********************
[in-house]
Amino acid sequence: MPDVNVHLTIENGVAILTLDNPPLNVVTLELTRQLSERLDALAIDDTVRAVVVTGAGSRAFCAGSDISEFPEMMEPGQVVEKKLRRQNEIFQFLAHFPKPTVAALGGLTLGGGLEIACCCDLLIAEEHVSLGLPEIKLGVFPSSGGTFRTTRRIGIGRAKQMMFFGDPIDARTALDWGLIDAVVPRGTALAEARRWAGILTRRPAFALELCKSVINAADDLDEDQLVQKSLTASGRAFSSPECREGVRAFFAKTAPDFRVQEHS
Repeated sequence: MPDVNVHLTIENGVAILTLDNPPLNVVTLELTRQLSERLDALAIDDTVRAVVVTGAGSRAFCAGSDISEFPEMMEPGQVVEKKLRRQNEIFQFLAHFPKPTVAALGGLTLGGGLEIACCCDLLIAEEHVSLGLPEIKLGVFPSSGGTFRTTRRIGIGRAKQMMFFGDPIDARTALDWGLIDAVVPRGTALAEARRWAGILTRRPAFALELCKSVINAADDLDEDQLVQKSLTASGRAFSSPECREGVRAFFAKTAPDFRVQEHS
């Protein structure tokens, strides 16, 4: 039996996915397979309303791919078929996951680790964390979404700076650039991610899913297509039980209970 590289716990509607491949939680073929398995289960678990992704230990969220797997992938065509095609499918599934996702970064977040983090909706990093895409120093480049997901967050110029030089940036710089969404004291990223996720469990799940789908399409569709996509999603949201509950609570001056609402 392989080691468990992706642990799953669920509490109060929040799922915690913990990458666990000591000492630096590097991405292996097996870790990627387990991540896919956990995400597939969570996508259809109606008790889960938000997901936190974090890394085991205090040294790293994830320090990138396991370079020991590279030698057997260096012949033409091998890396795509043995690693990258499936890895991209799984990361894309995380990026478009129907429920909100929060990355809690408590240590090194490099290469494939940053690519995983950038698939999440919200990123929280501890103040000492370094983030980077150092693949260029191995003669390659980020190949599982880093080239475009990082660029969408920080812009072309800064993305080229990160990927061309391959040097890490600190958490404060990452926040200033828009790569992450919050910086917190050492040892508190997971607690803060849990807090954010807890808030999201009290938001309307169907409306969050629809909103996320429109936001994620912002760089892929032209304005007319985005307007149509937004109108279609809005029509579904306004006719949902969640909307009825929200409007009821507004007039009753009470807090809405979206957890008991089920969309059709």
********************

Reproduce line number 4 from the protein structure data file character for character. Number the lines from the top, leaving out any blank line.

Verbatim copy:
């Protein structure tokens, strides 16, 4: 039996996915397979309303791919078929996951680790964390979404700076650039991610899913297509039980209970 590289716990509607491949939680073929398995289960678990992704230990969220797997992938065509095609499918599934996702970064977040983090909706990093895409120093480049997901967050110029030089940036710089969404004291990223996720469990799940789908399409569709996509999603949201509950609570001056609402 392989080691468990992706642990799953669920509490109060929040799922915690913990990458666990000591000492630096590097991405292996097996870790990627387990991540896919956990995400597939969570996508259809109606008790889960938000997901936190974090890394085991205090040294790293994830320090990138396991370079020991590279030698057997260096012949033409091998890396795509043995690693990258499936890895991209799984990361894309995380990026478009129907429920909100929060990355809690408590240590090194490099290469494939940053690519995983950038698939999440919200990123929280501890103040000492370094983030980077150092693949260029191995003669390659980020190949599982880093080239475009990082660029969408920080812009072309800064993305080229990160990927061309391959040097890490600190958490404060990452926040200033828009790569992450919050910086917190050492040892508190997971607690803060849990807090954010807890808030999201009290938001309307169907409306969050629809909103996320429109936001994620912002760089892929032209304005007319985005307007149509937004109108279609809005029509579904306004006719949902969640909307009825929200409007009821507004007039009753009470807090809405979206957890008991089920969309059709």